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Can the House Avoid a Government Shutdown?

Last night the Senate passed a continuing resolution to fund the government until November 18th. Sometime this week, the House will need to break out of their pro forma session to vote on that bill to avoid a government shutdown.

What does a government shutdown mean? A shutdown will be more like a government slow down. In other words, the government will still be able to perform its core functions, like those outlined in the Constitution. It’s some of the other powers that government has assumed over the years that might take a temporary hit.

During the 1995 shutdown, approximately 800,000 federal workers were initially furloughed. Given the growth of the federal workforce since then, today that number would likely be higher. Still, that leaves most of the federal workforce and military still working. In fact, the Department of Defense, power grid maintenance, border patrol, Coast Guard, air traffic controllers, inpatient and emergency outpatient medical care, and other vital services continued.

The United States is $14.7 trillion in debt, and according to a CBO report, the federal government ran a budget deficit of $132 billion, $41 billion more than the shortfall recorded for the same month a year ago.Heritage’s J.D. Foster explains:

With all the focus on legislative tactics, it is easy to lose sight of the fact that the battle is between the modest spending cuts passed by the House and Senator Reid’s shamefully puny cuts. The issue is not whether the course of government will change dramatically. It won’t. President Obama and congressional Democrats already drove spending rapidly higher. Even under the House bill, spending would continue to grow substantially. This battle is only the first of many.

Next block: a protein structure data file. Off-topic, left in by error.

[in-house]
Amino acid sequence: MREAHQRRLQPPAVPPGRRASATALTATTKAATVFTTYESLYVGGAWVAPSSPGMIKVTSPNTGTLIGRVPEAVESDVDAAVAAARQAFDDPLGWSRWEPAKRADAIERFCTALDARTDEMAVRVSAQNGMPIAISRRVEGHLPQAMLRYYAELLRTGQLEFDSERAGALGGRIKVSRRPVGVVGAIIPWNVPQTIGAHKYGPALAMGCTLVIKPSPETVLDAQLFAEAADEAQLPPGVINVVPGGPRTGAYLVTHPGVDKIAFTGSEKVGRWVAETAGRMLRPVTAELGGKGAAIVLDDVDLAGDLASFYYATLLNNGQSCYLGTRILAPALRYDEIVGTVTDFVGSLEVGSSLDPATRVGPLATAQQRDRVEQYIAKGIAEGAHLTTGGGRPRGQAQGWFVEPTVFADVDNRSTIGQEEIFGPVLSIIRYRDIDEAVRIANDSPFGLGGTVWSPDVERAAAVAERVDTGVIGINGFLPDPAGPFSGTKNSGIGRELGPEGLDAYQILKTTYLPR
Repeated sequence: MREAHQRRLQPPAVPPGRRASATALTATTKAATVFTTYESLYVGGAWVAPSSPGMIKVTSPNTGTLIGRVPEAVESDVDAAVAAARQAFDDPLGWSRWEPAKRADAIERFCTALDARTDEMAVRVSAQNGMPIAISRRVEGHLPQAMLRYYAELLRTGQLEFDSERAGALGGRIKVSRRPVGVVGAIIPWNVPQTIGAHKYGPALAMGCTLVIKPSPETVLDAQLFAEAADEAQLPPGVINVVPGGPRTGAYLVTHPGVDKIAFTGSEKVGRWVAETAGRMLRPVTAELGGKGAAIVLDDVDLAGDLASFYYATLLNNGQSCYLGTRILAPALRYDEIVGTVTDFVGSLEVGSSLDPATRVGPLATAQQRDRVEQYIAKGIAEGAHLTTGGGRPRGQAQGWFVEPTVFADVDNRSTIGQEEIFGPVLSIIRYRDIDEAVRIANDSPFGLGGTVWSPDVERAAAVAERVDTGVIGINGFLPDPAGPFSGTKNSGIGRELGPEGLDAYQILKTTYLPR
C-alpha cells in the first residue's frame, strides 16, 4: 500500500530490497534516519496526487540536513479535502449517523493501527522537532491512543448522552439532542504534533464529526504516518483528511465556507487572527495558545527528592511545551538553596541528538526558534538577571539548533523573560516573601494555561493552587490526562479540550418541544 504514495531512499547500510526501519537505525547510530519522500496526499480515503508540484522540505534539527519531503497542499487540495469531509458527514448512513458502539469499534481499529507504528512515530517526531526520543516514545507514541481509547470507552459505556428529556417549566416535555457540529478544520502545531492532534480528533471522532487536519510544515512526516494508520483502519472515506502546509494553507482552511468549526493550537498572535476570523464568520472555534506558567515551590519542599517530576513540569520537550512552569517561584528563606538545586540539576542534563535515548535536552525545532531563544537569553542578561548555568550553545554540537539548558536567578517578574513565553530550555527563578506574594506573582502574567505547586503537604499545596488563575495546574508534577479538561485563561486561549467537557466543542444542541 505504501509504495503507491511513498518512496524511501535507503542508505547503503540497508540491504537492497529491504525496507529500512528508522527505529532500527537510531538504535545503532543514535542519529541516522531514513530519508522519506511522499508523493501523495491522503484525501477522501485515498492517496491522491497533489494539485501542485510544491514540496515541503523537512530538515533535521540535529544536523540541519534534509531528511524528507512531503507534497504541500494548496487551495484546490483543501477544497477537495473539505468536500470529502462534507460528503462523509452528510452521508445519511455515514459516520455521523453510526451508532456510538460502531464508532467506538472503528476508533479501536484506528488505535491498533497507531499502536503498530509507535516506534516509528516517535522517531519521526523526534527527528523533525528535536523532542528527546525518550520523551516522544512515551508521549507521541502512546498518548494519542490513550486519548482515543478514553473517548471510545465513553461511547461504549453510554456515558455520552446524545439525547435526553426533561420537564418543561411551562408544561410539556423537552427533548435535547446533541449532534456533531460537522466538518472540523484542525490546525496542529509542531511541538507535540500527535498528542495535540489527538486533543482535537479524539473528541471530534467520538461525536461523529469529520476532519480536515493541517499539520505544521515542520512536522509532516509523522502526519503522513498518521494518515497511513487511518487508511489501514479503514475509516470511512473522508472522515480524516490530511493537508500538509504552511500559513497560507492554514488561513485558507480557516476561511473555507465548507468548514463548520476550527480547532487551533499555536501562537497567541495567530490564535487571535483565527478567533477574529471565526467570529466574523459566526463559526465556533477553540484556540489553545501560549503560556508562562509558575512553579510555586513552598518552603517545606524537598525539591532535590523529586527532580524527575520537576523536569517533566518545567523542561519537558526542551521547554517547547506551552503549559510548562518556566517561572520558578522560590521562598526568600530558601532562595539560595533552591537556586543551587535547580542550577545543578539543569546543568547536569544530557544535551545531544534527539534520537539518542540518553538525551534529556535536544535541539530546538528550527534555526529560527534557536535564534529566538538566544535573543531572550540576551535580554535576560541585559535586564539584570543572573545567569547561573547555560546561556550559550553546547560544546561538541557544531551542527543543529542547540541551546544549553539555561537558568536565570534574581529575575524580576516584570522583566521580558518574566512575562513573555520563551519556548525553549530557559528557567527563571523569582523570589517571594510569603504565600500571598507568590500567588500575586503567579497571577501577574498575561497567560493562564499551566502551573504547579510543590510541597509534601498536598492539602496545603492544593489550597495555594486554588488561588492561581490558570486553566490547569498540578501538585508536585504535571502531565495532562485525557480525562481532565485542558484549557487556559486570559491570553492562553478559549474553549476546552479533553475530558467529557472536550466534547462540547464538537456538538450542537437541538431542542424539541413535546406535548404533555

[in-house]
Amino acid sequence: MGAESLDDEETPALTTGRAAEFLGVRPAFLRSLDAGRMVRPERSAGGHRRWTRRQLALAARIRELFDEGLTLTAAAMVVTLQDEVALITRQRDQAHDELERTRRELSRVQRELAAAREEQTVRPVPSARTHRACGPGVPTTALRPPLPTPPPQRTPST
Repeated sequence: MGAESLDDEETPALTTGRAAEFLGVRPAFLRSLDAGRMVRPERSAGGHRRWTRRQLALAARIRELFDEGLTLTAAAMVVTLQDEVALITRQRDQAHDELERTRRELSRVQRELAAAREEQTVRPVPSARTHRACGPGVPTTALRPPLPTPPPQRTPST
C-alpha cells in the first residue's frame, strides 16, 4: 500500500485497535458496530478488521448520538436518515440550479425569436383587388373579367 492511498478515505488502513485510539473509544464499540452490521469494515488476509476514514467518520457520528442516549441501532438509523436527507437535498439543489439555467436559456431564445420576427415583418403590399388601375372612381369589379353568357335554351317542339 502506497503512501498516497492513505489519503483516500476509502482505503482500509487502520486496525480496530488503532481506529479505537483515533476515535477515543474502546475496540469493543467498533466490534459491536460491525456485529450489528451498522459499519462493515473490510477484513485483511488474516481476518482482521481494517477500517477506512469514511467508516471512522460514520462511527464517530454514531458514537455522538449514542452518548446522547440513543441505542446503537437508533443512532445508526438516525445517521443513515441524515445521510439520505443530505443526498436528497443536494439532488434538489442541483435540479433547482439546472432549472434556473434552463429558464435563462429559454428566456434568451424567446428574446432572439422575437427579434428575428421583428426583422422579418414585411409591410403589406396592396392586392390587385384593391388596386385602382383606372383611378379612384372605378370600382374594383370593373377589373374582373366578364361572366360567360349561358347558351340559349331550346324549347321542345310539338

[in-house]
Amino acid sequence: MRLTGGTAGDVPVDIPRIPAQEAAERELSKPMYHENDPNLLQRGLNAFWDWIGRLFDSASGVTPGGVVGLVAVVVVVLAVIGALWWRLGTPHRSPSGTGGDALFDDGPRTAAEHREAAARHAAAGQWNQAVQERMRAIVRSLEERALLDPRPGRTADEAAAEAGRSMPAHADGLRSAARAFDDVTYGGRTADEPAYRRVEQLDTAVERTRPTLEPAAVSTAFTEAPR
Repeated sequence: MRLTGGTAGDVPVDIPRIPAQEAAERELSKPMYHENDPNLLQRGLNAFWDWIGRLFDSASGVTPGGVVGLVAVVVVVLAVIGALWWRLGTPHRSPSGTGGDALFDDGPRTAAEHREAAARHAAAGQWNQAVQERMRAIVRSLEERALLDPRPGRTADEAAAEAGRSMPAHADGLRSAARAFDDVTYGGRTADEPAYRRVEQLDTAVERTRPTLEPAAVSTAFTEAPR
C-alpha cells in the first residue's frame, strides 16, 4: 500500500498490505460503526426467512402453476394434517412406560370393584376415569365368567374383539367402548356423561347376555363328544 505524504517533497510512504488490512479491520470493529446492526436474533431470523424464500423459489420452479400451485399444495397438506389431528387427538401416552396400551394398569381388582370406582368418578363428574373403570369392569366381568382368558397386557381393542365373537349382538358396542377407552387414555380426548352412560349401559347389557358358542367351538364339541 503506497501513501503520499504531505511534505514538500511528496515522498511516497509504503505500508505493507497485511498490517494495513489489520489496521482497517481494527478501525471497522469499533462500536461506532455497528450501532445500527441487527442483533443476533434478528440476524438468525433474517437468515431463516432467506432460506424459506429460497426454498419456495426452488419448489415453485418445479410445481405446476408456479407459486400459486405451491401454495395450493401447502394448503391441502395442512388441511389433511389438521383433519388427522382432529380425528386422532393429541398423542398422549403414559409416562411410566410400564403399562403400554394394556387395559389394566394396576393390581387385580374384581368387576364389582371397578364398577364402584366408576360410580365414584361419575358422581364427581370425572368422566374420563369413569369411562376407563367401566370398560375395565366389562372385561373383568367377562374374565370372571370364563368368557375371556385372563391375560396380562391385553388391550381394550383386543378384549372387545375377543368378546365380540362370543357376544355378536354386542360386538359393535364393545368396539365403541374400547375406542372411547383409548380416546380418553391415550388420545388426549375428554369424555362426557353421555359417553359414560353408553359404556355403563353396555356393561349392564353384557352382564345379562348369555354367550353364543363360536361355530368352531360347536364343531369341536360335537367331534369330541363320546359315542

The budget aside, there are other national priorities that are falling by the wayside while Congress focuses on a budget that should have been dealt with last year. Unemployment remains stuck above 9 percent, American men and women are at war in Afghanistan, U.S. forces remain in Iraq, the United States is engaged in Libya and energy prices are soaring. The next budget process is already underway and Congress should be focused on creating the conditions for job growth and a stronger economic recovery. In short, there is other work to be done.

Perhaps if President Obama were more willing to lead in 2010, when his party first abdicated its responsibility to pass a budget, Congress and the American people would not be where we are today – staring a partial government shutdown straight in the eye, all while trillions of dollars in debt await future generations. Majority Leader Reid and President Obama now must put politics aside, agree to modestly cut spending, move the process forward.

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